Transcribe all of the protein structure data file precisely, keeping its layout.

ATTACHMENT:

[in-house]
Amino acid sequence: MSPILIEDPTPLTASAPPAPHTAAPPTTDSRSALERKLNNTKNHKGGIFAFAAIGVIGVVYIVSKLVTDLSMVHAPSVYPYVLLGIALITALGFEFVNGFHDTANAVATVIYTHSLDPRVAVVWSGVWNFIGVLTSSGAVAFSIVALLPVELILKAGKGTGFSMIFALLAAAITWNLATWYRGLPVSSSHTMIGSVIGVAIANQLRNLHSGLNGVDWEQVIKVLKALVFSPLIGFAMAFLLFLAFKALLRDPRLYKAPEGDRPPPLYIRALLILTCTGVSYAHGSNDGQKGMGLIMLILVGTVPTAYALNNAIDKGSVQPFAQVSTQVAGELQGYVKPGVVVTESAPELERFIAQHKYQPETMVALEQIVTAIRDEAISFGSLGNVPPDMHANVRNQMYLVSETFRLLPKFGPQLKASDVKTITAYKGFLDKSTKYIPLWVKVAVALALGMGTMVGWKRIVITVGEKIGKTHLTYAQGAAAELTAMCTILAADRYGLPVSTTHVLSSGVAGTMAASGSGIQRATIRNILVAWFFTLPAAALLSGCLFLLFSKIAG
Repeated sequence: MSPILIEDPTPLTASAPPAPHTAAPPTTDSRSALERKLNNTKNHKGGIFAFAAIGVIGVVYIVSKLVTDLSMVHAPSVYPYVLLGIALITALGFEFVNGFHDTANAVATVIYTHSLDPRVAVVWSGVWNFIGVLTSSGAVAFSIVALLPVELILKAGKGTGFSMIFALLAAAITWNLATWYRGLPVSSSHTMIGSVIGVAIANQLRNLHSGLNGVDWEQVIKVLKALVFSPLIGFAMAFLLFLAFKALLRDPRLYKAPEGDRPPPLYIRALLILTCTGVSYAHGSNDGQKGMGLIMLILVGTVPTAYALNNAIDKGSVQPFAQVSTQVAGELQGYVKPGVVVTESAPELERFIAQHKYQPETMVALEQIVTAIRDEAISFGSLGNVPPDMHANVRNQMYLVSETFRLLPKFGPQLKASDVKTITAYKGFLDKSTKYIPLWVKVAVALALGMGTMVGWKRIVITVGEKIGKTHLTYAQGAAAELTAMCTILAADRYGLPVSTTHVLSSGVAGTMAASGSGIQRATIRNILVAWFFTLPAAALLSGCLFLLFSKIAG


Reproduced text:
[in-house]
Amino acid sequence: MSPILIEDPTPLTASAPPAPHTAAPPTTDSRSALERKLNNTKNHKGGIFAFAAIGVIGVVYIVSKLVTDLSMVHAPSVYPYVLLGIALITALGFEFVNGFHDTANAVATVIYTHSLDPRVAVVWSGVWNFIGVLTSSGAVAFSIVALLPVELILKAGKGTGFSMIFALLAAAITWNLATWYRGLPVSSSHTMIGSVIGVAIANQLRNLHSGLNGVDWEQVIKVLKALVFSPLIGFAMAFLLFLAFKALLRDPRLYKAPEGDRPPPLYIRALLILTCTGVSYAHGSNDGQKGMGLIMLILVGTVPTAYALNNAIDKGSVQPFAQVSTQVAGELQGYVKPGVVVTESAPELERFIAQHKYQPETMVALEQIVTAIRDEAISFGSLGNVPPDMHANVRNQMYLVSETFRLLPKFGPQLKASDVKTITAYKGFLDKSTKYIPLWVKVAVALALGMGTMVGWKRIVITVGEKIGKTHLTYAQGAAAELTAMCTILAADRYGLPVSTTHVLSSGVAGTMAASGSGIQRATIRNILVAWFFTLPAAALLSGCLFLLFSKIAG
Repeated sequence: MSPILIEDPTPLTASAPPAPHTAAPPTTDSRSALERKLNNTKNHKGGIFAFAAIGVIGVVYIVSKLVTDLSMVHAPSVYPYVLLGIALITALGFEFVNGFHDTANAVATVIYTHSLDPRVAVVWSGVWNFIGVLTSSGAVAFSIVALLPVELILKAGKGTGFSMIFALLAAAITWNLATWYRGLPVSSSHTMIGSVIGVAIANQLRNLHSGLNGVDWEQVIKVLKALVFSPLIGFAMAFLLFLAFKALLRDPRLYKAPEGDRPPPLYIRALLILTCTGVSYAHGSNDGQKGMGLIMLILVGTVPTAYALNNAIDKGSVQPFAQVSTQVAGELQGYVKPGVVVTESAPELERFIAQHKYQPETMVALEQIVTAIRDEAISFGSLGNVPPDMHANVRNQMYLVSETFRLLPKFGPQLKASDVKTITAYKGFLDKSTKYIPLWVKVAVALALGMGTMVGWKRIVITVGEKIGKTHLTYAQGAAAELTAMCTILAADRYGLPVSTTHVLSSGVAGTMAASGSGIQRATIRNILVAWFFTLPAAALLSGCLFLLFSKIAG